Experiences of employment amongst young people with juvenile idiopathic arthritis: a qualitative study

H Hanson, Ruth Isla Hart, J E McDonagh, R B Tattersall, A Jordan, H E Foster

Research output: Contribution to journalArticlepeer-review


Purpose: This study explored expectations and experiences of employment amongst youngpeople with JIAjuvenile idiopathic arthritis, and the role of health professionals in promotingpositive employment outcomes.Methods: Semi-structured interviews (n=13) and three focus groups (n=9,n=4,n=3) wereconducted with young people (16-25y) and adults (26-31y) with juvenile idiopathic arthritis JIAand semi-structured interviews (n=9) were conducted with health professionals. Transcripts wereanalysed thematically.Results: Young people with juvenile idiopathic arthritisJIA have concerns about employers’attitudes towards employees with long-term health conditions and lack knowledge of antidiscriminationlegislation. Young people not in education, employment or training identifyarthritisJIA as a key barrier. Challenges associated with JIA arthritis (e.g. pain, psychologicaldistress) may not be visible to employers. Decisions about disclosing arthritisJIA are challengingand cause anxiety. Young people associate good disease management and access to flexible andconvenient care with their capacity to succeed in employment. Psycho-social and vocationalinterventions have benefited some young people, but are not routinely available.Conclusions: Low expectations of employers may affect young people’s decisions aboutdisclosure and seeking appropriate support in the work place. Health professionals can equipyoung people with knowledge and skills to negotiate appropriate support, through signposting to Young people, employment and arthritis. 2anti-discrimination information and offering practice of transferable skills such as disclosure inconsultations.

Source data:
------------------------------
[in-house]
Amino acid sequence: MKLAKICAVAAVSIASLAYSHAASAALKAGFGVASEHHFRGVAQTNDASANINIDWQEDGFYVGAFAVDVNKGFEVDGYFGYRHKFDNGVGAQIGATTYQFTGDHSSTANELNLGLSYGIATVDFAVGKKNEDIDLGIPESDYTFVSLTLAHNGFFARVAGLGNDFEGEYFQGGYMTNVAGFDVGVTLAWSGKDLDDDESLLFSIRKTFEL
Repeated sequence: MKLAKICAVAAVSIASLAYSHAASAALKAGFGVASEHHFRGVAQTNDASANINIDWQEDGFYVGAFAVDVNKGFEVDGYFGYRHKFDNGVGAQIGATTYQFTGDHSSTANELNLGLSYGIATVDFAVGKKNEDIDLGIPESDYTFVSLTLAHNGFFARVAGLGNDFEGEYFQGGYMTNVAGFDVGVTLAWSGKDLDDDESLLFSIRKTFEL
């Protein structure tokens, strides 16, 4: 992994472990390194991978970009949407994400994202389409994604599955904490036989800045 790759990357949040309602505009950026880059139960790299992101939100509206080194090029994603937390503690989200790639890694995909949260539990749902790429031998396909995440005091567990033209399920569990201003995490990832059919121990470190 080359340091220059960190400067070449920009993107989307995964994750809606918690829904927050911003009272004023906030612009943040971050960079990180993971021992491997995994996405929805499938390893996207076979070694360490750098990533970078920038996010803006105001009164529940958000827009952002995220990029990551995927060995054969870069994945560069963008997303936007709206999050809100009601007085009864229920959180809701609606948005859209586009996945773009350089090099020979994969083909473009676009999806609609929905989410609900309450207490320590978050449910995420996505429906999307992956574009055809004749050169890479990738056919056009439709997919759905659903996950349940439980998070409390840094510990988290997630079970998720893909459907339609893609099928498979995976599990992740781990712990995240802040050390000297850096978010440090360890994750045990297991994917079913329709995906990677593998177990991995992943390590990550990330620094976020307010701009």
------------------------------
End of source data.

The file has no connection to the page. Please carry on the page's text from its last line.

Original languageEnglish
JournalDisability and rehabilitation
Publication statusPublished - 13 May 2017


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